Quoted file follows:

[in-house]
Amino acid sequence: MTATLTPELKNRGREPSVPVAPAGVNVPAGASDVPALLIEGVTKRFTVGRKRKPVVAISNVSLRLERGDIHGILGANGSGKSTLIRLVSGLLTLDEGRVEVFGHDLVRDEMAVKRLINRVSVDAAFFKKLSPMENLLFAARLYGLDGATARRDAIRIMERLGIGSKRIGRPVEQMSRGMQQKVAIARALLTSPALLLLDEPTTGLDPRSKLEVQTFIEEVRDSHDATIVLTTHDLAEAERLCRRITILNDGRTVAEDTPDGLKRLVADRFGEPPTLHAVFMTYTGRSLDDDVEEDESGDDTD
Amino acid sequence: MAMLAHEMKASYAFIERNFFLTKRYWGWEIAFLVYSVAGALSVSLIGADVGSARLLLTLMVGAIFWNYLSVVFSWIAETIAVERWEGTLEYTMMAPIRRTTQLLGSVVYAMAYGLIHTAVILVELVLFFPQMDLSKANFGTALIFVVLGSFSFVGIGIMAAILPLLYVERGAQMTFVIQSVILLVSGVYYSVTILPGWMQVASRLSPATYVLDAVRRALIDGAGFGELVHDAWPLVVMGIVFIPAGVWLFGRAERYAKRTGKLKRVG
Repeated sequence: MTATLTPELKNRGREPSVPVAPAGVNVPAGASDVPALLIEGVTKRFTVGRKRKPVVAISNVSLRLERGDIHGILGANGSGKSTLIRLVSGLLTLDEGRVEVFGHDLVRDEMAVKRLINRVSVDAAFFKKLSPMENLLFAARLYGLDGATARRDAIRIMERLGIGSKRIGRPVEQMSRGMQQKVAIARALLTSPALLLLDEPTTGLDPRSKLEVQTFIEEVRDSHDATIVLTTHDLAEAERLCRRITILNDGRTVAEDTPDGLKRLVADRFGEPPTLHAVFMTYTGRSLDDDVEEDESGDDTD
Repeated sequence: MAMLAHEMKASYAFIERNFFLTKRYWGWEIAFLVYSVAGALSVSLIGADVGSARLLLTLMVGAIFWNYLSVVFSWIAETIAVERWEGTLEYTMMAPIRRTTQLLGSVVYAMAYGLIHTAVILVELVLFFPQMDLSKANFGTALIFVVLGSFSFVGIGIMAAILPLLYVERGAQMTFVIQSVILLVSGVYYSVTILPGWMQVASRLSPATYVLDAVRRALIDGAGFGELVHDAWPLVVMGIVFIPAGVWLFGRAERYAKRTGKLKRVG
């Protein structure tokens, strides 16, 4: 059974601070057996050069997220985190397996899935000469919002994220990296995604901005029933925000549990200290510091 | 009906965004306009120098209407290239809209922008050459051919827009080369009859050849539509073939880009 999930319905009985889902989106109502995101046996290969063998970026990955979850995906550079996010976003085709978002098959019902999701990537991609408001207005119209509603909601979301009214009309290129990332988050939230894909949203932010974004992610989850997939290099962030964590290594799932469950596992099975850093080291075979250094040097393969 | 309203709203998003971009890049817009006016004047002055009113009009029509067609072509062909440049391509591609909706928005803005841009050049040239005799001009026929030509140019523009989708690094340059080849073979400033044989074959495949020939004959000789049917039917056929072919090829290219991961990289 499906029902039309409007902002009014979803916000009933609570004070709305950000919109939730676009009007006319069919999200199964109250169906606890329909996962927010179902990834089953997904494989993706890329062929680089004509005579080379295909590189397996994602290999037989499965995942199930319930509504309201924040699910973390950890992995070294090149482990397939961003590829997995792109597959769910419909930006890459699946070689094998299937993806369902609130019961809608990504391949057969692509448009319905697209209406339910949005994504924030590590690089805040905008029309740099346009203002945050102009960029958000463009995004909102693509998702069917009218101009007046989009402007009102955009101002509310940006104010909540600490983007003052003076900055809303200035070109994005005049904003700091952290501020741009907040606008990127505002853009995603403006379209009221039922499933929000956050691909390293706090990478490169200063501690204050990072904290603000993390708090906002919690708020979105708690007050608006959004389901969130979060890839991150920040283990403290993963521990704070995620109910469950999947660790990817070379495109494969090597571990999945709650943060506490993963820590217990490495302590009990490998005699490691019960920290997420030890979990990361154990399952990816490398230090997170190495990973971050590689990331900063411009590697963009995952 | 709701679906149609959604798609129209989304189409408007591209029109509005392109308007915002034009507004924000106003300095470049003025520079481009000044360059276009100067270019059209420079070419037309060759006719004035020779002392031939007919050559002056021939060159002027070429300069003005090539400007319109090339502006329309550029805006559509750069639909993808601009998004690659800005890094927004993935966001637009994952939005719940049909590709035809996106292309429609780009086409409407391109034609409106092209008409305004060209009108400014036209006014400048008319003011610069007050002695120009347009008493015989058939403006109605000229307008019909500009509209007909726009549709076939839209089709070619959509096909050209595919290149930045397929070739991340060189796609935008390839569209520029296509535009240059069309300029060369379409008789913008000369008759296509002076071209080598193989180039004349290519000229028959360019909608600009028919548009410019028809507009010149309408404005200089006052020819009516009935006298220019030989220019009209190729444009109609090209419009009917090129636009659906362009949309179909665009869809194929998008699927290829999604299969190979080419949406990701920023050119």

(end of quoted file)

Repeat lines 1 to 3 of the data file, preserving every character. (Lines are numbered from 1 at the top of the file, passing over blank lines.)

[in-house]
Amino acid sequence: MTATLTPELKNRGREPSVPVAPAGVNVPAGASDVPALLIEGVTKRFTVGRKRKPVVAISNVSLRLERGDIHGILGANGSGKSTLIRLVSGLLTLDEGRVEVFGHDLVRDEMAVKRLINRVSVDAAFFKKLSPMENLLFAARLYGLDGATARRDAIRIMERLGIGSKRIGRPVEQMSRGMQQKVAIARALLTSPALLLLDEPTTGLDPRSKLEVQTFIEEVRDSHDATIVLTTHDLAEAERLCRRITILNDGRTVAEDTPDGLKRLVADRFGEPPTLHAVFMTYTGRSLDDDVEEDESGDDTD
Amino acid sequence: MAMLAHEMKASYAFIERNFFLTKRYWGWEIAFLVYSVAGALSVSLIGADVGSARLLLTLMVGAIFWNYLSVVFSWIAETIAVERWEGTLEYTMMAPIRRTTQLLGSVVYAMAYGLIHTAVILVELVLFFPQMDLSKANFGTALIFVVLGSFSFVGIGIMAAILPLLYVERGAQMTFVIQSVILLVSGVYYSVTILPGWMQVASRLSPATYVLDAVRRALIDGAGFGELVHDAWPLVVMGIVFIPAGVWLFGRAERYAKRTGKLKRVG